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Member Research & Reports

Member Research & Reports

Northwestern: Persuading Doctors to Quickly Adopt New Treatments

Doctors are more likely to try a new therapy when they are persuaded to do so by an influential colleague, reports new Northwestern Medicine research whose findings on adopting innovations also have relevance for business, education and research.

The authors have used the new finding to simulate a technology intervention that acts like an influential colleague – opinionated but not too bossy – that they plan to design for the real world. The goal is to accelerate physicians’ adoption of new treatments and tests, which historically can take up to 17 years.

“It’s difficult to get doctors to adopt new therapies because you are invading people’s comfort zones and the way they usually do things,” said lead author Dr. Curtis Weiss, assistant professor in Medicine-Pulmonary.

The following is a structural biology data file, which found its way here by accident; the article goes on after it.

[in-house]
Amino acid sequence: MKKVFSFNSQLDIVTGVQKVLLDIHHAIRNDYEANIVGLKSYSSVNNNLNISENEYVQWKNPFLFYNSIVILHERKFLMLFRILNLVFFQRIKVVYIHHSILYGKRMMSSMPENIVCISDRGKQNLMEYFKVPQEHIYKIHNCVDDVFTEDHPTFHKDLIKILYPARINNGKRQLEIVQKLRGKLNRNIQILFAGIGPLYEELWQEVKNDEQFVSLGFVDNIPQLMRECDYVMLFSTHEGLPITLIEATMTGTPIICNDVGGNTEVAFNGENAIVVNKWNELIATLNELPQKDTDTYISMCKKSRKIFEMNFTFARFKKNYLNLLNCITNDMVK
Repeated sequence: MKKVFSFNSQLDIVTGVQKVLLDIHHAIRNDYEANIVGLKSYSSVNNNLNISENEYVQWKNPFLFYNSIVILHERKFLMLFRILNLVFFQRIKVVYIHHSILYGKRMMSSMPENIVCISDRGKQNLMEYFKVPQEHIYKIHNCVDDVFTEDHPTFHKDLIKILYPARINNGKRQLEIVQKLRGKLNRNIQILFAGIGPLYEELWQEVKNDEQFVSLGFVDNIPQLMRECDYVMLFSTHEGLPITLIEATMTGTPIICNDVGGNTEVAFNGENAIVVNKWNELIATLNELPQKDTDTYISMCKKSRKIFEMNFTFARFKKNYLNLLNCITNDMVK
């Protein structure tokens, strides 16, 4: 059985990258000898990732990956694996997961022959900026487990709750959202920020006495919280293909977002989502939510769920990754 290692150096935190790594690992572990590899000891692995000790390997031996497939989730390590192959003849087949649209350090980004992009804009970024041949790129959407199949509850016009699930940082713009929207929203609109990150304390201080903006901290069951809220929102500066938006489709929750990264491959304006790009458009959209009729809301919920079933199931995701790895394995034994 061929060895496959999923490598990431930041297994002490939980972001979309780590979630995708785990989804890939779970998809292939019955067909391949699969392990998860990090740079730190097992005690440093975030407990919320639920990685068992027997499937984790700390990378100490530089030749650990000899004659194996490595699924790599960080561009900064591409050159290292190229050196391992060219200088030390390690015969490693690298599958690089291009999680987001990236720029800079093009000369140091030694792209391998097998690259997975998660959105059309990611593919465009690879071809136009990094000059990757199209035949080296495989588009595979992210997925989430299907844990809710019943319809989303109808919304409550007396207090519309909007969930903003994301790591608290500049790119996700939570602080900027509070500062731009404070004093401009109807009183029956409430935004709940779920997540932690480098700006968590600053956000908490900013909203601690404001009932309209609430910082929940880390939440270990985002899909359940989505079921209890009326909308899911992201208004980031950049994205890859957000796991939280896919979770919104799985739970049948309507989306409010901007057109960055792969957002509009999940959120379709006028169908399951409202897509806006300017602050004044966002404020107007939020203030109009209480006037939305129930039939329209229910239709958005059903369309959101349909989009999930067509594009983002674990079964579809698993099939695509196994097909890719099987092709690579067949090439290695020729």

By analyzing physician social networks, the authors examined how doctors are professionally connected and pass information to each other and how that leads to increasing adoption.

The paper, also by senior author Dr. Luis Amaral, professor in Medicine and the McCormick School of Engineering, was published October 15 in Physical Review X, the journal of the American Physical Society.

The current belief is physicians “catch” a new therapy in what is known as a contagion model. One doctor sees another doctor prescribing a drug or ordering a test, and she will catch or be infected by that new approach and start using it herself.

But the new study found the art of persuasion was more effective at boosting adoption. The trick was finding the sweet spot in frequency and tone of those persuasive messages so they are effective but not off-putting.

The sweet spot for nudging? A reminder every five to seven days delivered as a strong suggestion but not an order, according to the study.

“While our study is focused on critical care physicians, our findings are relevant for other settings in education, research and business where small groups of highly qualified peers make decisions about the adoption of innovations whose utility is difficult if not impossible to gauge,” Dr. Amaral said.

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